My professor asked me to place both a research question and a thesis in my research paper. He said the thesis should answer the research question, which I understand, but usually my professors want me to put one or the other at the end of the introduction, not both. Where am I supposed to put them? Am I supposed to change the research question to a statement like a hypothesis?

  • What field are you in?
    – Ben
    Commented Feb 23 at 3:17
  • Does that Question not more likely belong somewhere such as SE Academia? Commented Mar 2 at 22:58

2 Answers 2


Your introduction should frame the course of your paper, which is written to answer a particular research question. Your thesis statement is your stance or answer to that question.

Let me illustrate this with an example I just made up:

"...and so, there is no general consensus among philosophers concerning the solution to Schmidt's Banana Paradox. The field is split down the middle: many hold Quintessential Bananaism to be true, and an equal number are vigorous proponents of Apathetic Bananaism.

"However, it can be said that Quintessential Bananaism is the only logical solution to Schmidt's Paradox. This is for three reasons..."

See how I posed both a question and answer? My research question ("What is the solution to this problem?") is clearly stated, as is my thesis ("The only logical solution is this.") When I write papers, this is usually what I aim to do. I start with a hook, introduce the topic, come to the issue and pose a solution. I can then spend the rest of my paper going over the issue in greater depth and giving support to my argumentation.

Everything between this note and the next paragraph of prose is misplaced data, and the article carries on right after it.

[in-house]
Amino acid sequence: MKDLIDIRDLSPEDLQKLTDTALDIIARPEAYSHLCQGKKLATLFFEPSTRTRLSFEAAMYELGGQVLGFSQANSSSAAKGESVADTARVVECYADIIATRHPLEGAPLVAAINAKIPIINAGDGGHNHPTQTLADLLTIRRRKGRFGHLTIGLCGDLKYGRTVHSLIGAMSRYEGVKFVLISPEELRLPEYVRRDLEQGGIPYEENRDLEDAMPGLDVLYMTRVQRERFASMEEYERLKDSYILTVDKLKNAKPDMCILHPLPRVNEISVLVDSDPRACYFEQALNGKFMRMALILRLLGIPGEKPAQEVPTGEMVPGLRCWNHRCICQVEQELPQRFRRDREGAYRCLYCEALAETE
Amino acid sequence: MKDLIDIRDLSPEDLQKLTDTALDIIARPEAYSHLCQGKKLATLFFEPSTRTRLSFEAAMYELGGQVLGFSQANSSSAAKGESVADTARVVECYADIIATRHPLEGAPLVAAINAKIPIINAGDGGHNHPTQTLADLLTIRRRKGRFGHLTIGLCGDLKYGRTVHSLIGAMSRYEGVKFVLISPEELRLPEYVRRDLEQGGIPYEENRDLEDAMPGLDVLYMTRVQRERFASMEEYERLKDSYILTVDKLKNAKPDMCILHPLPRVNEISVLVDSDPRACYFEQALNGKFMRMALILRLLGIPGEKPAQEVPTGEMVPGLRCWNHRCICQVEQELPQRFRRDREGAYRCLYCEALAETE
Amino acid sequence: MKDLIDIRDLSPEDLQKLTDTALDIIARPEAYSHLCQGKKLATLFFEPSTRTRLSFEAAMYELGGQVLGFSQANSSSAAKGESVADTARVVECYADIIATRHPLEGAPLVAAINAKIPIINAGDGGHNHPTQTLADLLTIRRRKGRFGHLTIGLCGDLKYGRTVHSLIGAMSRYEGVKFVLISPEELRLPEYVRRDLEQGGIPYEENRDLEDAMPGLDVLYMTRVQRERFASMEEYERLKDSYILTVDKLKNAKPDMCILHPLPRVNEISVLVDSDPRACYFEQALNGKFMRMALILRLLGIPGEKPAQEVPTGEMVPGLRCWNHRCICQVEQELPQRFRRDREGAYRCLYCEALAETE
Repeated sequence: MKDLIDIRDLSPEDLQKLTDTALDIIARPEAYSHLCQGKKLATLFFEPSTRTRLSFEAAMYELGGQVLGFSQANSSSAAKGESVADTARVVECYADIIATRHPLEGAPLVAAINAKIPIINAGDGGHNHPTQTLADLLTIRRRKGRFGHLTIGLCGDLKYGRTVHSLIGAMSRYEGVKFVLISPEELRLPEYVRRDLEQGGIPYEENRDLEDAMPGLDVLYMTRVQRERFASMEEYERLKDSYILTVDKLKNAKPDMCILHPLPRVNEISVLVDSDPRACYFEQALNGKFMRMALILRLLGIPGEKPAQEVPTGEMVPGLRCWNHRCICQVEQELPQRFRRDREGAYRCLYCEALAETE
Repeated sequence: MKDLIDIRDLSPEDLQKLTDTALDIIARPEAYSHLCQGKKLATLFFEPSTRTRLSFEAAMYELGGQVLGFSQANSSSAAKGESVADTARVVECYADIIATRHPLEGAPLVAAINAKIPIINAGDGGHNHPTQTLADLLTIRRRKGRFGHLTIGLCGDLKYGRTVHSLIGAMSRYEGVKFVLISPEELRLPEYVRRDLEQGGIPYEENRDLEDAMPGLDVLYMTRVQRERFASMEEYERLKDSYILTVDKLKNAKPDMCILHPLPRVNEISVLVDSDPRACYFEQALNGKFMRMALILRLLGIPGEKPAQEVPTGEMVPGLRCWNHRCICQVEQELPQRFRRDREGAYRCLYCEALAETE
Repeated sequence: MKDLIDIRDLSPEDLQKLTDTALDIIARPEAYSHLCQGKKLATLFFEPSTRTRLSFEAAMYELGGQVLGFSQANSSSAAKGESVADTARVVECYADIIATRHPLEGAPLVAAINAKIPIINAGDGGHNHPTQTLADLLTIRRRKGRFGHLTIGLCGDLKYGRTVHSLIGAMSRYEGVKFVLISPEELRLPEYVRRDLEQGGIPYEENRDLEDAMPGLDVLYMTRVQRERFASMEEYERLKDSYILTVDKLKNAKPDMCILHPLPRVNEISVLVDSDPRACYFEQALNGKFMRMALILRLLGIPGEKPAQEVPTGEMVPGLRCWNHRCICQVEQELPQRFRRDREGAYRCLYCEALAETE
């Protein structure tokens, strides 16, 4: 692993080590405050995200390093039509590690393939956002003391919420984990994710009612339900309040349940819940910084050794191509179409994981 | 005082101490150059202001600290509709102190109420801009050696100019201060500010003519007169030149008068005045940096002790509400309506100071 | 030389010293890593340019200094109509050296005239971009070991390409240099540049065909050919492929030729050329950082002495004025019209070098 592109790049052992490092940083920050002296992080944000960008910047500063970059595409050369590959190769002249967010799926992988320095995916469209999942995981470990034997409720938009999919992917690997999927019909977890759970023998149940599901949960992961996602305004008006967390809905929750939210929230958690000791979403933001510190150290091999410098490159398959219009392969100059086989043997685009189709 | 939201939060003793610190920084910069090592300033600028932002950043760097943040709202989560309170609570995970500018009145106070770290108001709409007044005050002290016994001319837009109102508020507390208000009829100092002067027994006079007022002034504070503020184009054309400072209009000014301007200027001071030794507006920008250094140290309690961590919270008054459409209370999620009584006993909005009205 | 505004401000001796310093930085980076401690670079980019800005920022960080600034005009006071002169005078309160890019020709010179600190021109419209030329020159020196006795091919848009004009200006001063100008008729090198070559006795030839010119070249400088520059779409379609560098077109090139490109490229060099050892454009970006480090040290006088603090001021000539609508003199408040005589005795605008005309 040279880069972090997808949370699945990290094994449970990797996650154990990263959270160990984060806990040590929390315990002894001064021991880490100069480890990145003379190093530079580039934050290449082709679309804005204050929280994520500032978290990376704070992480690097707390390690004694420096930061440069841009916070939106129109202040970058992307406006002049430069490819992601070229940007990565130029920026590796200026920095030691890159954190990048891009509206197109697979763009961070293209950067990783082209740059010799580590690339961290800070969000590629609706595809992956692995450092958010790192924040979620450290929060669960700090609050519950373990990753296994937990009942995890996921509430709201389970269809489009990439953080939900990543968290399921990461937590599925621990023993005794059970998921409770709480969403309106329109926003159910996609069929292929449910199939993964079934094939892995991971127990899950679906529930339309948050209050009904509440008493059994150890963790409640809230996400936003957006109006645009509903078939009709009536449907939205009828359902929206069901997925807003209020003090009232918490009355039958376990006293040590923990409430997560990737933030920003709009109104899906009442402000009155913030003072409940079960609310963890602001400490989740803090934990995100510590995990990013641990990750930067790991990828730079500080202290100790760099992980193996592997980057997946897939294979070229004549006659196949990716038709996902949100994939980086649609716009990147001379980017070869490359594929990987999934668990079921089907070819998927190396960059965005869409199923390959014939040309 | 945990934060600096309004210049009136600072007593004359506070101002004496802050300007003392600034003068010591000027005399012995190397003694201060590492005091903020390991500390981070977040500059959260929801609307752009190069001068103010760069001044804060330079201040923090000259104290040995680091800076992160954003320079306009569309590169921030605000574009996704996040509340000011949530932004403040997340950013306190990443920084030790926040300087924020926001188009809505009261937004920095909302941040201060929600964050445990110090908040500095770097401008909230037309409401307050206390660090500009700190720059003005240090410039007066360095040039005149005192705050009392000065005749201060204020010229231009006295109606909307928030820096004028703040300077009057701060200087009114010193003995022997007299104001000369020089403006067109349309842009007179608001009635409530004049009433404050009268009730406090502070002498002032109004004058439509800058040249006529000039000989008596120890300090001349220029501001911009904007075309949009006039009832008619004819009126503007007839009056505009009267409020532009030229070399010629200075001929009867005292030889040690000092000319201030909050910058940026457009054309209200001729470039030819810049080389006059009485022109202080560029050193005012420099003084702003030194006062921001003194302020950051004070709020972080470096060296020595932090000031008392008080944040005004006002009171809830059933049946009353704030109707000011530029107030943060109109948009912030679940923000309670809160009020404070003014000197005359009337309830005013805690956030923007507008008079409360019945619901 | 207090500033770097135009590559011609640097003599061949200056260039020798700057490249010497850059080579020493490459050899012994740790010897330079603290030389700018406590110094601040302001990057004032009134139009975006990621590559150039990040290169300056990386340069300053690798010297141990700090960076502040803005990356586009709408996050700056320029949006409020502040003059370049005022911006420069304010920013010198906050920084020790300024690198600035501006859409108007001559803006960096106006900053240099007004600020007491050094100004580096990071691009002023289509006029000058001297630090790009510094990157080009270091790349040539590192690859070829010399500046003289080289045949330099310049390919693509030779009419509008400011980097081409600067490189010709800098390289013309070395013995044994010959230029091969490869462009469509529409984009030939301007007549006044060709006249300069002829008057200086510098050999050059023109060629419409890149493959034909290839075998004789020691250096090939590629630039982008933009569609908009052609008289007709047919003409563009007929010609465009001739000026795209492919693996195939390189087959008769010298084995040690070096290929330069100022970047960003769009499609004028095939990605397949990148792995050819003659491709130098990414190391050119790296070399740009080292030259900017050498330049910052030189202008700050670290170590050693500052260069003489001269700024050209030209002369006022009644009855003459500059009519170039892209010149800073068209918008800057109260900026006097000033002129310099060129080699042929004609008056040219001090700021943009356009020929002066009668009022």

Ultimately, don't be afraid to ask your professor for clarification. I don't know what type of research paper you're writing, but in general this format should work: Hook, introduce, question, answer...and copious elaboration.


As I understand the term, a thesis statement summarizes your expected outcome at the end of the introduction, right after the research question.

The structure of your introduction would look something like this:

  1. Introduction
  • What are you interested in?
  • Why is this relevant?
  • What is the current state of the research on this question?
  • What is the research question that you derive from both your interest and the state of the research?
  • What do you think will be the answer to that question? ← your thesis statement
  1. The rest of your paper ...

Your Answer

By clicking “Post Your Answer”, you agree to our terms of service and acknowledge you have read our privacy policy.

Not the answer you're looking for? Browse other questions tagged or ask your own question.